In the coming weeks you will probably be hearing a lot of discussion about the John Yoo memo. Here's an excerpt:
In both the War Powers Resolution and the Joint Resolution, Congress has recognized the President's authority to use force in circumstances such as those created by the September 11 incidents. Neither statute, however, can place any limits on the President's determinations as to any terrorist threat, the amount of military force to be used in response, or the method, timing, and nature of the response. These decisions, under our Constitution, are for the President alone to make.An old Newsweek article said this memo may have been laying the groundwork for the Iraq invasion long before it was discussed publicly by the White House:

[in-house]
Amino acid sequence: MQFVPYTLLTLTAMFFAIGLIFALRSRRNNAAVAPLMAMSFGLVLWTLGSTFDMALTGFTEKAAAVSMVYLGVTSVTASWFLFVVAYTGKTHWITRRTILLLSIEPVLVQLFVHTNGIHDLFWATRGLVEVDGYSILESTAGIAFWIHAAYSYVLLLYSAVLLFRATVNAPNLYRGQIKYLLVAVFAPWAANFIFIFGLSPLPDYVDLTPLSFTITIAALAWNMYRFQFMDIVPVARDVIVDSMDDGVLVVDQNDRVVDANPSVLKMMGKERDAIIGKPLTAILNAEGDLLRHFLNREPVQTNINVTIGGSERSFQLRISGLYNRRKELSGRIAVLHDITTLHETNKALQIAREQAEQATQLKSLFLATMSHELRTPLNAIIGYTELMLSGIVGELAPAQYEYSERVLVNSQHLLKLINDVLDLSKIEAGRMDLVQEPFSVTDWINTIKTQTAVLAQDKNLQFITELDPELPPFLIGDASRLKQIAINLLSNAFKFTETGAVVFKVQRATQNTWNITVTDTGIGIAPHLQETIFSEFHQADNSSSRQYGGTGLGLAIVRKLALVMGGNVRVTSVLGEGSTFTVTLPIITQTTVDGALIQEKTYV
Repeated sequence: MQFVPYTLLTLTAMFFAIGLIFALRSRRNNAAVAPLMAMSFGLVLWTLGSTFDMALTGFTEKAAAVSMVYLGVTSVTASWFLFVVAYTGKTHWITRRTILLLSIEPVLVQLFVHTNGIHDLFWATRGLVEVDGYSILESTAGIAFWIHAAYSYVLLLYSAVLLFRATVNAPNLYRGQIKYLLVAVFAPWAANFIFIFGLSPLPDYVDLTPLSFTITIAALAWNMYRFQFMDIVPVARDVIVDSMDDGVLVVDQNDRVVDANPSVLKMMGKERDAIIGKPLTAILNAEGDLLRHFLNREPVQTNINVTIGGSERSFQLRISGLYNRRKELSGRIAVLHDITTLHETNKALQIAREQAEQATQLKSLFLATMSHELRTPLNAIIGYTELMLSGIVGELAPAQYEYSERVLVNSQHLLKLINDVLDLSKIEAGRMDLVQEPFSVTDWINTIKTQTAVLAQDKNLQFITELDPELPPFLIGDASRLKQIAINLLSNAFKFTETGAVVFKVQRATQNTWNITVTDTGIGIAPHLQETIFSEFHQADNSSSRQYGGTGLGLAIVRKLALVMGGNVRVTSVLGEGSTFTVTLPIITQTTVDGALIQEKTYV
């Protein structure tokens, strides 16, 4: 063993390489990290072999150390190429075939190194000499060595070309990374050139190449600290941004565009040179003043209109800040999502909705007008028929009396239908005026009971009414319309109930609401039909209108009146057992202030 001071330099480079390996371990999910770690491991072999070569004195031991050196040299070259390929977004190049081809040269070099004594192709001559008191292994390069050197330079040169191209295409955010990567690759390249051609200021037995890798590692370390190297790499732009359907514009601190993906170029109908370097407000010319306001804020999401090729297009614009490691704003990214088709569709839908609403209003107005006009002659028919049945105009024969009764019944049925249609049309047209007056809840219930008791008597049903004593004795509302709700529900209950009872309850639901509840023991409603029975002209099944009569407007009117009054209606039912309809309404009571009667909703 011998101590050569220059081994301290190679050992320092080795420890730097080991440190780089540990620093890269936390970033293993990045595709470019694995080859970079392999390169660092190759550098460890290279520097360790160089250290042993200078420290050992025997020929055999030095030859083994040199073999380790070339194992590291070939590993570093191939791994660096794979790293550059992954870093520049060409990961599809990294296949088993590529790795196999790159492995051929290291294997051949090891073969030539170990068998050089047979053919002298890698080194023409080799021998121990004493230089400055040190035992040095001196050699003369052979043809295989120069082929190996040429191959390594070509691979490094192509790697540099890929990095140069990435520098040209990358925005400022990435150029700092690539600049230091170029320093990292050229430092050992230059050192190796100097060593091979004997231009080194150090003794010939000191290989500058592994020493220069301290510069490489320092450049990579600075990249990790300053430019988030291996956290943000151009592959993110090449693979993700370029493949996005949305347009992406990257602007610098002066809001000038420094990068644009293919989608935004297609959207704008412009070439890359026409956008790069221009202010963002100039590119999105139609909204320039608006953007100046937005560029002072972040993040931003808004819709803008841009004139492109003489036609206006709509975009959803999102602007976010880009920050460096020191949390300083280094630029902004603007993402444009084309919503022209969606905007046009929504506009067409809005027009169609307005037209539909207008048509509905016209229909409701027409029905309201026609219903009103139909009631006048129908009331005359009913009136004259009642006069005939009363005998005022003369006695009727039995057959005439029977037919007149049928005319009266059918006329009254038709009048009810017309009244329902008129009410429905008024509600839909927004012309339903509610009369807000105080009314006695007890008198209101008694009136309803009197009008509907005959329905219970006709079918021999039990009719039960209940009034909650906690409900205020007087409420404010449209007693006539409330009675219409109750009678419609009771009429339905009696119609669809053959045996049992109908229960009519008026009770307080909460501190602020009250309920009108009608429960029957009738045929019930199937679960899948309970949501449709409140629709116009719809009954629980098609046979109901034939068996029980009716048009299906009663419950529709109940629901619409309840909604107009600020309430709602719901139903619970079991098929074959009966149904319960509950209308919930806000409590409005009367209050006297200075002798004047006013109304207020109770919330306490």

The memo, written by Justice Department lawyer John Yoo, argues that there are effectively “no limits” on the president’s authority to wage war—a sweeping assertion of executive power that some constitutional scholars say goes considerably beyond any that had previously been articulated by the department.Links courtesy of Josh Marshall, right on the ball as always.
Marshall also links to an interesting letter (a.k.a. a get-out-of-jail-free card) from Senator Rockerfeller, Ranking Member of the senate intelligence committee, basically complaining that he cannot determine the value or legality of Bush's illegal eavesdropping program because he was not legally allowed to discuss it with anyone, not even his lawyers.